Competence in resolving issues of PLHIV in communities

(A sharing by Kokila, Saraoja amma and Rani, Thiruvannamalai Deepam AIDS Thaduppu Sangam)

 

Three members from a CBO of FSW in Thiruvannamalai visited a village to pass a Panchayat resolution against stigma and discrimination on PLHIV and on people who are vulnerable to HIV.

While they were addressing the villagers, the Village chairman said that there was a woman who was infected and they had isolated her from the village.  Then the three women insisted that they see that women and she was brought to them.  CBO members asked the villagers now that you all have understood the facts how do you want to respond to this person.  All the villagers said that they would accept the woman and help her.  The woman was not ready to take their words as it is.  CBO representatives were also not convinced. Then they asked the woman what she wants.  She replied saying that she does not need any food or commodities from the villagers but, she expected that they would stand by her side and not isolate her.  The villagers repeatedly explained that they will not isolated her but she insisted that she would believe their words if they ate the food she had cooked. She brought the food and gave smalls scoops of rice to the villagers including the village head and everyone ate the rice. From that day onwards she was very well treated by the villagers and there was no stigma and discrimination.

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Comment by M.L. Prabakar on April 26, 2011 at 12:56pm

Dear Dramane Keita, 

This is Kokila  and team responding to your appreciative and encouraging response.  

Thanks for encouraging us.  We are glad that you are also seeing similar responses and we are so happy to hear this.  We are also wanting to see more and more villages to respond in the same way.  This positive women about whom we had shared about is no more.  The entire village gathered to pay last rites to her. Our CBO had taken the responsibilty of her child.  Her son is now studying in a hostel. He is in his 3rd class. And it is also very sad that we also lost in an accident the Chairman who was so cooperative and set an example. People might come and go but the good impressions they had left behind will go a long way.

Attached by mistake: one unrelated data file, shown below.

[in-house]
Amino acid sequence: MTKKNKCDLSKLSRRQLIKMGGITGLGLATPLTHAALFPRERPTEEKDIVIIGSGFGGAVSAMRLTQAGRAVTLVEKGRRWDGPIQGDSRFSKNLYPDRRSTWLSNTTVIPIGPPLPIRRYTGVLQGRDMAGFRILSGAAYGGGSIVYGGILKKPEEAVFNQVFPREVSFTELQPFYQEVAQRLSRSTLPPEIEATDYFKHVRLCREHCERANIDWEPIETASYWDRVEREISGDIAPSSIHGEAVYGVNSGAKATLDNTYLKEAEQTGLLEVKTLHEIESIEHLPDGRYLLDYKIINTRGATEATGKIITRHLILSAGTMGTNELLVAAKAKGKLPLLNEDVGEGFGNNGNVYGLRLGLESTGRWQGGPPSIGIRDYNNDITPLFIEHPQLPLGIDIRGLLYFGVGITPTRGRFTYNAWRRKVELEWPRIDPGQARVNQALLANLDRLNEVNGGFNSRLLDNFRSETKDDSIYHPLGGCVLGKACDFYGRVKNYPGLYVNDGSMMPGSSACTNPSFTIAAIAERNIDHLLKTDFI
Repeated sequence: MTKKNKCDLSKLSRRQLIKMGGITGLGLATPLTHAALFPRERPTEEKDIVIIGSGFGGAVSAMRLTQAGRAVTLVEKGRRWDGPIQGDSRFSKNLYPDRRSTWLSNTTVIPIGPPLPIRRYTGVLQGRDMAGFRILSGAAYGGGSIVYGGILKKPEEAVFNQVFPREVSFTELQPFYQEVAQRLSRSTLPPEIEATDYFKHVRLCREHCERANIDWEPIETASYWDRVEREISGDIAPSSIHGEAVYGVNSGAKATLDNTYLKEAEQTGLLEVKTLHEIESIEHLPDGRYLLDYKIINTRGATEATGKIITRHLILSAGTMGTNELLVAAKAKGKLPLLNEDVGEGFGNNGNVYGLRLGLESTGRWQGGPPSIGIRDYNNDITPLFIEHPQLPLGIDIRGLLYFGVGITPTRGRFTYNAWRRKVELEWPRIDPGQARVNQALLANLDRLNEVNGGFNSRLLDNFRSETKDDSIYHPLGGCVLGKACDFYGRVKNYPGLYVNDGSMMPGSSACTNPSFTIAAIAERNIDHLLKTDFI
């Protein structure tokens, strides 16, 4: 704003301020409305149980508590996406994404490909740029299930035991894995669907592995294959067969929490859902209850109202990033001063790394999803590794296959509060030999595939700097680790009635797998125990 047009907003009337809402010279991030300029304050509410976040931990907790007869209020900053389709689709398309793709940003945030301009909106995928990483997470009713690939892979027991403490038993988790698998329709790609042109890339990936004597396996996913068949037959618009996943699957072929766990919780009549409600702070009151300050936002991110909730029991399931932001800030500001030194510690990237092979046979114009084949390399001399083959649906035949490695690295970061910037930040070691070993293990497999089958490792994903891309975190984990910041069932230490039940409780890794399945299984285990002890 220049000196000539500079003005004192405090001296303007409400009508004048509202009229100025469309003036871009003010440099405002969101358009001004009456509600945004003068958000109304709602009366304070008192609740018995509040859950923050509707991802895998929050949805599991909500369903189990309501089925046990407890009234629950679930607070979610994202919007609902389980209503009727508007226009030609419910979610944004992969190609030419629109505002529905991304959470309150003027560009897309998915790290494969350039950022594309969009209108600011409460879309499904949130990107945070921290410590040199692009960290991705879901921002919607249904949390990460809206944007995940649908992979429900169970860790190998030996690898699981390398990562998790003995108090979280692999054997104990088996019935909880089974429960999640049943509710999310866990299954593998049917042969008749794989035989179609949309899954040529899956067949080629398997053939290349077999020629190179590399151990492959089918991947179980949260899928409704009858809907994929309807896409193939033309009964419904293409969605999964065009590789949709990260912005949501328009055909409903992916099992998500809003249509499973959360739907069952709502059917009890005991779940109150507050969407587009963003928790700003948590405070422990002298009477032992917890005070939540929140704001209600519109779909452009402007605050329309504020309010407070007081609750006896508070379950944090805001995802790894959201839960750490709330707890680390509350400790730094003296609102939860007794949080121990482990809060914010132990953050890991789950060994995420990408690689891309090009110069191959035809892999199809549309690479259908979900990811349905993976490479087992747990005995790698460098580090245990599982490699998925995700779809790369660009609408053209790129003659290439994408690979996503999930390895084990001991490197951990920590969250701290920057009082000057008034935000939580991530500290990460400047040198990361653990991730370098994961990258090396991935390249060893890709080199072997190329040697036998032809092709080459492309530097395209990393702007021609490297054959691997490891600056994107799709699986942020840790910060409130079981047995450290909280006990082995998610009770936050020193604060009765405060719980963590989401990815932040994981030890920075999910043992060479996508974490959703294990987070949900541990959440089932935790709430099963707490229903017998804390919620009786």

We salute these noble hearts.

We thank all those who encourage us.  This is what that keeps us going. 

Kokila and team.      

Comment by Rituu B. Nanda on April 19, 2011 at 3:46pm

[Dramane's response translated from French to English. I took help from Google translate. Rituu]

 

your experience is touching. and it is this same experience that we are currently implementing in Segou (Mali). Women have even RECEIVE PLWHA in their family and they all do this together with PLWHA (eat together, sleep together, drink from the same symbol etc. ..) these actions even get out of these PHAs 'shadow' any by developing self-esteem, a self affrmation etc. ..

Comment by dramane keita on April 19, 2011 at 3:12pm
votre experience est touchante. et c'est cette même experience que nous somme entrain de mettre en oeuvre à Ségou (Mali) . des femmes ont même acceuilli des PVVIH dans leur famille et elles font tous ensemble avec cette PVVIH (manger ensemble, dormir ensemble, boire dans le même bole etc..) ces actions ont même amener ces PVVIH à sortir de 'l'ombre" tout en developpant une estime de soi, une affrmation de soi etc..
Comment by M.L. Prabakar on April 18, 2011 at 12:35pm

Dear Dr. Rafique,

 

Very touching experience.  You had demonstrated by being the first person to publicly aknowledging what you had learnt and believe as facts about HIV / AIDS.  Usually I see doctors confining their interventions only to the  hospital environment but you had set an example by going to the social environment to address this issue. This intervetion can go a long way and lead to so many PLHAs being accepted my the working/ social community.

Great inspiring story.

 

Thanks and warm regards,

Prabakar  

Comment by Dr. E. Mohamed Rafique on April 17, 2011 at 4:25pm

Dear Prabakar,

How ture! Nothing works better than a live demonstration.

Your story brings to my mind an experience I had more than a decade ago in the Tea estates where I worked then. One gang of Tea pluckers would not pluck tea with a patient of mine, as the members of the gang thought that he was infected with HIV, and that was why he was visiting me at the General Hospital all these years, regularly. I  got a frantic call from the Manager of that Tea estate to quickly sort things out and get the forty odd workers of that gang to pluck tea again.

So, I conducted a Link Worker's meeting where I invited most of the members of the gang, and demonstrated to them how HIV spreads and how it does not. At the end of the meeting, we all had tea and vadai served by the one who was supposed to be infected with HIV. Also, before leaving all of us shook hands with him. As he was my patient I was the first to give him a warm hug.

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